Parsons' sick role theory has four parts. The first part of the sick role is an exemption from certain societal normative expectations. For example, when you can call in sick to work with the flu. Second is the belief that the sick person cannot just will themselves to get better – they must be healed, and this often requires being taken care of. So you can't just wish you were better, you must go to the doctor (according to the theory). These two points are dependent on the third part of the role, which is that being ill is undesirable and the patient must wish to get better. The final part of the role is an “obligation” to go to a doctor and “cooperate” with him in order to get better(p. 437).

Monday, February 1, 2010

Gives me Hope, part one of many

So thanks to Annie, I recently found a website called Gives Me Hope. So here are some things that give me hope.
  1. My doctor who, among other things, lets me email her as often as I want, asks about my life, and helps make sure I can afford my treatment.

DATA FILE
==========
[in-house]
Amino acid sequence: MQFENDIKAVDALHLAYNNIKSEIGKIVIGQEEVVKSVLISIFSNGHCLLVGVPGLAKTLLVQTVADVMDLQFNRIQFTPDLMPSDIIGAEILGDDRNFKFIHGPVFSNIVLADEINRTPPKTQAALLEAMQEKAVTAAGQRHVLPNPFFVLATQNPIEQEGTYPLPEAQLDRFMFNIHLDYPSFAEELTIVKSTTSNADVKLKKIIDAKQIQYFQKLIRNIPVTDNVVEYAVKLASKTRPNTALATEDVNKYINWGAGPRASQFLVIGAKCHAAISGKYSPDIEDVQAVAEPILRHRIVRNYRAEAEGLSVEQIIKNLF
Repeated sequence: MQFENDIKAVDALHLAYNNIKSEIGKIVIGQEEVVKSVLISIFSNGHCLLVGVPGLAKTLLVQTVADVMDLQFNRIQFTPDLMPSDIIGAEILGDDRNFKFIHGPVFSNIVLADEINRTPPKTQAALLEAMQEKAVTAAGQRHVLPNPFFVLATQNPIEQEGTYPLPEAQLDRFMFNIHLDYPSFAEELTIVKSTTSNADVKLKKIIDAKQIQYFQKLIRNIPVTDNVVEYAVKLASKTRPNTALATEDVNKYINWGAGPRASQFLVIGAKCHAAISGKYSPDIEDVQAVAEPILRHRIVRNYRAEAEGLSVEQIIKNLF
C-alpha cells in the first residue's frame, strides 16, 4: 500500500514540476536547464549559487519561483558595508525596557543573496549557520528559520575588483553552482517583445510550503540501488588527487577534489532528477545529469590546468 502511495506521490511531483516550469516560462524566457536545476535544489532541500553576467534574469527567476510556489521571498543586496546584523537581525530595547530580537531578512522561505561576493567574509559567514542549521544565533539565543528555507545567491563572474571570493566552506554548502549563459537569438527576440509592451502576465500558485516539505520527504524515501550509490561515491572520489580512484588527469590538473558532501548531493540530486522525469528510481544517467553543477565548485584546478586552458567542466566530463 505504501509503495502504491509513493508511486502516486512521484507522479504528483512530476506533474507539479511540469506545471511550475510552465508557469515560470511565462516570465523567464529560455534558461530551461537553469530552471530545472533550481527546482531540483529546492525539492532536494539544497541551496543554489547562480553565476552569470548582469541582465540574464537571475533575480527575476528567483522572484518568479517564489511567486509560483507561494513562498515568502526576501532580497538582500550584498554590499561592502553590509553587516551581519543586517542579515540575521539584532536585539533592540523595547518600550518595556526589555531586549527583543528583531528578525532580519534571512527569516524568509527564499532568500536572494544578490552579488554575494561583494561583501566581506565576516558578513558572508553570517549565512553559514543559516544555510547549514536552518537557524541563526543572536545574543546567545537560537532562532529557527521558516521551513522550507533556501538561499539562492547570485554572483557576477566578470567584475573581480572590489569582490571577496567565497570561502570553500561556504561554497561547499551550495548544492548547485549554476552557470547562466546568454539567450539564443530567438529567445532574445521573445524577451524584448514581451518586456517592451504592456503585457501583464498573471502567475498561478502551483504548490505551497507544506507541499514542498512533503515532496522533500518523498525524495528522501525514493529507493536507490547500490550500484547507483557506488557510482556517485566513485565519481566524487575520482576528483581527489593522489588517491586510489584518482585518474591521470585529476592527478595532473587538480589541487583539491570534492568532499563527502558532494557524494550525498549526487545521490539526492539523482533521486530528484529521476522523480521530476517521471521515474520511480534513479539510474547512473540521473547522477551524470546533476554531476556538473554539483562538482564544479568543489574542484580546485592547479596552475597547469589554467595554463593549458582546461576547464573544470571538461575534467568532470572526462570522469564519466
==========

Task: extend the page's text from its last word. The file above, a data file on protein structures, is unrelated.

2. The specialist who, a year ago, offered to treat me for a decreased rate so that I could afford it.
  3. My roommate who (despite not having severe chronic pain) is always willing to listen to me talk about disableism, understands more about it than most fairly-healthy people, and is willing to admit that she doesn't know everything about chronic illness and disability.
  4. My other best friend, wh0 is always there to listen to me, take me to medical appointments and who has done more than I can say for me.
  5. People who deal with my health problems in a way that makes me feel respected and happy.
  6. Friends made online.
  7. People who laugh with me at my health jokes.
  9. Feminists with disabilities